Under the framework of the European Academy of Allergy and Clinical Immunology (EAACI) Immunotherapy Interest Group, we endeavoured to design a survey in order to prospectively evaluate adherence to subcutaneous and sublingual immunotherapy across different European countries. This will include AIT for respiratory allergic disorders as well as Hymenoptera venom allergy.

Methods

Objectives

The survey aims to assess adherence to AIT in a real life setting. The primary objectives are to prospectively evaluate the rate of adherence to AIT for inhalant allergies (sublingual and subcutaneous routes) and Hymenoptera venom allergy (subcutaneous) in a three year period in real life across different European countries. The secondary objectives are to identify reasons for lack of adherence and discontinuation of treatment and to explore possible reasons for differences in adherence rates in different countries and different individuals.

Survey design

This is a prospective, multi-centre, observational survey. The survey will take place in eight countries: Czech Republic, Italy, Germany, Georgia, Greece, Poland, Portugal and Spain. These countries were identified as representative of different areas of Europe and also in order to include a variety of allergens contributing to allergic disease.

This is an online survey that will follow participants for a period of 3 years from the start date of AIT. It was decided to follow participants for a 3-year period as this is the usual length of AIT treatment and there is concern that adherence initially may be relatively good but this may decrease as time passes.

Initially approval for this project was sought from the EAACI Executive Committee. In order to initiate this survey, the two PASTE survey co-ordinators and the EAACI Immunotherapy Interest Group initially contacted the National Allergy Societies of the eight countries to inform them about this survey. Each National Allergy Society identified a "National survey Coordinator” that would be responsible for coordinating all local activities in that country. This involved duties such as identifying study centres willing to participate in the survey and dealing with national regulatory issues such as ethics and any other regulatory requirements.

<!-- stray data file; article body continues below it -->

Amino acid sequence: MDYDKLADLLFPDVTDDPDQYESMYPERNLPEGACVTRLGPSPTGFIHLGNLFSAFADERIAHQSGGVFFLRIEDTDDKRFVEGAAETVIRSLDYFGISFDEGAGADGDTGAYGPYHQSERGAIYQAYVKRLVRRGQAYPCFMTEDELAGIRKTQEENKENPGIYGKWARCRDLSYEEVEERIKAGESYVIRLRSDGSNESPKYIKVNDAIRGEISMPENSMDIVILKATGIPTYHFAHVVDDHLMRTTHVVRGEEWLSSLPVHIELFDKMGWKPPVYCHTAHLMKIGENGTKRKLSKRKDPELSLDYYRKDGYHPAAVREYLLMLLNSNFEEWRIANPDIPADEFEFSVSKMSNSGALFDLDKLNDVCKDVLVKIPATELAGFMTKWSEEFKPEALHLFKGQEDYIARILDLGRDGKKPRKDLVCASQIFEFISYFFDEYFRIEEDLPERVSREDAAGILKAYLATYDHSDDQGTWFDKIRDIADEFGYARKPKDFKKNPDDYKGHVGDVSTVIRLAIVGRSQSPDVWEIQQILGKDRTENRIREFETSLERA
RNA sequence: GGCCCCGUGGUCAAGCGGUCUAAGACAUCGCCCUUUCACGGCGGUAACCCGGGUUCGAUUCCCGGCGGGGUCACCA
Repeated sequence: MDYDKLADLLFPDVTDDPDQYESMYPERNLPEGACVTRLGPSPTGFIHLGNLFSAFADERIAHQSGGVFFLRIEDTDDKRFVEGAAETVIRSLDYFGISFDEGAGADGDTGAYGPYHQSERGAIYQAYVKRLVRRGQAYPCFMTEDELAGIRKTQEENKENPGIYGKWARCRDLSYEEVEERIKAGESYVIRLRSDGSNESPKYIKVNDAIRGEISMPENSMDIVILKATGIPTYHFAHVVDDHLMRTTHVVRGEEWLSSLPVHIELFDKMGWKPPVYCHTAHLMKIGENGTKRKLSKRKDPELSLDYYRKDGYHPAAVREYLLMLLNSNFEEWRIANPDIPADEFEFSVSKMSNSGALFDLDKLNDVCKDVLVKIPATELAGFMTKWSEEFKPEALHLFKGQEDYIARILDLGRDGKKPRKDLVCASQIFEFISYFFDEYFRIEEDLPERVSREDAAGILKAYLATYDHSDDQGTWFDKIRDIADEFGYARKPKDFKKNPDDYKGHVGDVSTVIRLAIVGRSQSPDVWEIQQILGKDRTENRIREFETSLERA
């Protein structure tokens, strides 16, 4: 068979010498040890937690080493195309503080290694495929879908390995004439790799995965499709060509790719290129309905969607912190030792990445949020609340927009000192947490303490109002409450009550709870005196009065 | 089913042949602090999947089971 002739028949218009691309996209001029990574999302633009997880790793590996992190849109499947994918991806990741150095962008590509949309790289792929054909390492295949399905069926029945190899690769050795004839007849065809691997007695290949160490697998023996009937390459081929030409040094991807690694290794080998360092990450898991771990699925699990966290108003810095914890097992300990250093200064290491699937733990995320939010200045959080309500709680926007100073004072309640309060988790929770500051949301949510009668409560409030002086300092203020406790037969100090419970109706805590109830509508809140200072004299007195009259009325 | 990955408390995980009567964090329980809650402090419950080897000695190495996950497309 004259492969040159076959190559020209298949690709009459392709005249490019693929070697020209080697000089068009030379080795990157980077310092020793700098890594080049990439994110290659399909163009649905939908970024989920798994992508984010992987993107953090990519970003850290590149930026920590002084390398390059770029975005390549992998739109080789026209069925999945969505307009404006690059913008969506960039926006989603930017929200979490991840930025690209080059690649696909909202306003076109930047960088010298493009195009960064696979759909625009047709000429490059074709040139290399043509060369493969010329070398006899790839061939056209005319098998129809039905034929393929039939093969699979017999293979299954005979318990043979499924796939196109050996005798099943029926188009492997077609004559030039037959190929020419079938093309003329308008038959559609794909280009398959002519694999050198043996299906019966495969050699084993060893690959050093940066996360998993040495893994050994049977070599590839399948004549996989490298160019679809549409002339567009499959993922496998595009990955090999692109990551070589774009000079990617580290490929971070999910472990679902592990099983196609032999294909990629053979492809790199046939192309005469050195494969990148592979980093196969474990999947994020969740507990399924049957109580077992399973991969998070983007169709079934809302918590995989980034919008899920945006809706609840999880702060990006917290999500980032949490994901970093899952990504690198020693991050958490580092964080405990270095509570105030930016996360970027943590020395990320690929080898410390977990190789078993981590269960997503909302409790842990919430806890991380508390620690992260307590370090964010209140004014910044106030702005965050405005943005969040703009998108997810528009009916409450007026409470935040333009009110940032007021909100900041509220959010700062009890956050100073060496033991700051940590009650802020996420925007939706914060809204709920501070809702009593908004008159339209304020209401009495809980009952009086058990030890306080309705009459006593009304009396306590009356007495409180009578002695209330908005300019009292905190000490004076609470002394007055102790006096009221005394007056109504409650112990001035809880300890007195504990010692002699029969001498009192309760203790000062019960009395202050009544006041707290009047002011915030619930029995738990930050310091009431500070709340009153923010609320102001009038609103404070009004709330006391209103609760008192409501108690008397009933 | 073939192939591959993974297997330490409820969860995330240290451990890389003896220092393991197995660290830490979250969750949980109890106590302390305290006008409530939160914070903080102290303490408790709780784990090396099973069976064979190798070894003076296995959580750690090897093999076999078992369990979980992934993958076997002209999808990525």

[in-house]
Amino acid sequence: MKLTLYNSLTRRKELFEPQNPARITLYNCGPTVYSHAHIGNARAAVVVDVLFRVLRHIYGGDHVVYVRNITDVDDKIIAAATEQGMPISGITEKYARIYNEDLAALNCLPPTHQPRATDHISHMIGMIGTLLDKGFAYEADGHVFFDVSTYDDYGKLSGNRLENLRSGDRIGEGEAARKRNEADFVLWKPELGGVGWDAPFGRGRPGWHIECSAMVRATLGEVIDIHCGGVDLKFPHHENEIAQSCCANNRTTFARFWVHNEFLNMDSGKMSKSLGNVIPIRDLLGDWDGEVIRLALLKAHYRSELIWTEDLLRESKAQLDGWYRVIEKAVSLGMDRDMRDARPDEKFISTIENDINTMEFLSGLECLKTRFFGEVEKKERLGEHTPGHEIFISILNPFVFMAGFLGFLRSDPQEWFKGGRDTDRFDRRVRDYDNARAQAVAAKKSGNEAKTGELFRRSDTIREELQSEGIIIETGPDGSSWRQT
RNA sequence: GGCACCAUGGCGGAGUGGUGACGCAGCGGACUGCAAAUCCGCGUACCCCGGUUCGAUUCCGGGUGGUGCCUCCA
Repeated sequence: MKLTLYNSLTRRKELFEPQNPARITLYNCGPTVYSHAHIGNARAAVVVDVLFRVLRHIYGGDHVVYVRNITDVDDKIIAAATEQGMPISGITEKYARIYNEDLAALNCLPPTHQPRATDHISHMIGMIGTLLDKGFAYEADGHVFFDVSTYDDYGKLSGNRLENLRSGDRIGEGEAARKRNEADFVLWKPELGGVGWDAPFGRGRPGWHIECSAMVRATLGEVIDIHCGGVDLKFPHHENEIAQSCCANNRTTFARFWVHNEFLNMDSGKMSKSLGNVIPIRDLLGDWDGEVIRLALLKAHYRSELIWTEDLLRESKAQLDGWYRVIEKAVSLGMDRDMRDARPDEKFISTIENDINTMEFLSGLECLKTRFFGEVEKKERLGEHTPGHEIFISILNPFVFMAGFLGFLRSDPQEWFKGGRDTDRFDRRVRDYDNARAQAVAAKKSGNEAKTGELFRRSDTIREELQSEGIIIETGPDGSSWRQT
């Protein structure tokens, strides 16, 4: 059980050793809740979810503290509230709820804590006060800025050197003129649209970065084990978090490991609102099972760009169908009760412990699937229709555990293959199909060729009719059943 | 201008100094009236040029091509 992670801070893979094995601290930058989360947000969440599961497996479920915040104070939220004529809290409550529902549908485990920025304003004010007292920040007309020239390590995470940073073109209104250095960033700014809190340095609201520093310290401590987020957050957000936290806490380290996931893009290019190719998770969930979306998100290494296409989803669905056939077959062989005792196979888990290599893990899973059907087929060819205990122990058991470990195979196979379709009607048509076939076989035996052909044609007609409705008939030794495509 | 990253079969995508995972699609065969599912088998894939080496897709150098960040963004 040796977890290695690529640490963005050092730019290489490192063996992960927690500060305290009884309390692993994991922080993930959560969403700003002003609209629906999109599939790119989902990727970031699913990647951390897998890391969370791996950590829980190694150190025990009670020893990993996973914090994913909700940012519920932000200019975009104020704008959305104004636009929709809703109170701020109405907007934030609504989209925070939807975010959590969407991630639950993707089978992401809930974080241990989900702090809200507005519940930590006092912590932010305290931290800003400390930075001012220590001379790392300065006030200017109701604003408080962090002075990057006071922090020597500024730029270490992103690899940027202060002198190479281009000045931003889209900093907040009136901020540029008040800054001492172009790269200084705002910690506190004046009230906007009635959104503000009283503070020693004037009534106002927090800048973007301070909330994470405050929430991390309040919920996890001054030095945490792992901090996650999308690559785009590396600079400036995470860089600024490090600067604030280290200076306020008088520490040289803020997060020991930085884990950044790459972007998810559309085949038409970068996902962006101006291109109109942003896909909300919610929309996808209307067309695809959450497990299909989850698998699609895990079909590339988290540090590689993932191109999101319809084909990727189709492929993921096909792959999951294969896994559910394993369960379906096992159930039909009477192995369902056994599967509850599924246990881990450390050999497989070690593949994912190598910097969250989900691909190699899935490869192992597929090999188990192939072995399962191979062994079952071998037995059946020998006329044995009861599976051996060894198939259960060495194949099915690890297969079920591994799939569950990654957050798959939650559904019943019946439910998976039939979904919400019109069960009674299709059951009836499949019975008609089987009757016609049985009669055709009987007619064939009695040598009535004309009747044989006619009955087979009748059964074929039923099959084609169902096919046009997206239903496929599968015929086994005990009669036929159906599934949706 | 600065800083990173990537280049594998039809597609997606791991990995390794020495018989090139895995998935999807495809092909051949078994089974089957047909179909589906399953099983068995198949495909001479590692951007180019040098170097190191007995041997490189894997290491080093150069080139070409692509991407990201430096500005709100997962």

In order for centres to be able to participate in the survey, they would need to have access to the internet and have an allocated physician in charge who will be in contact with the National survey Coordinator and who will be able to complete the survey questionnaire in English.

Participant selection and procedure

The survey population consists of adults with IgE mediated respiratory allergies or Hymenoptera venom allergy who will be starting AIT (either SCIT or SLIT) according to accepted clinical standards of practice.

The inclusion criteria were set as: male or female, 18 years of age or over (no upper age limit) and being eligible for immunotherapy to inhalant allergens or Hymenoptera venoms. The exclusion criteria were previous AIT treatment at any time and any contraindications to receiving immunotherapy according to European standards of practice.

Each participating centre coordinator identified any potential participants and assessed whether they met these criteria. In order to enrol a participant, an online enrolment questionnaire was required to be completed by the physician. This form includes information about the participant, details about their allergies and treatment.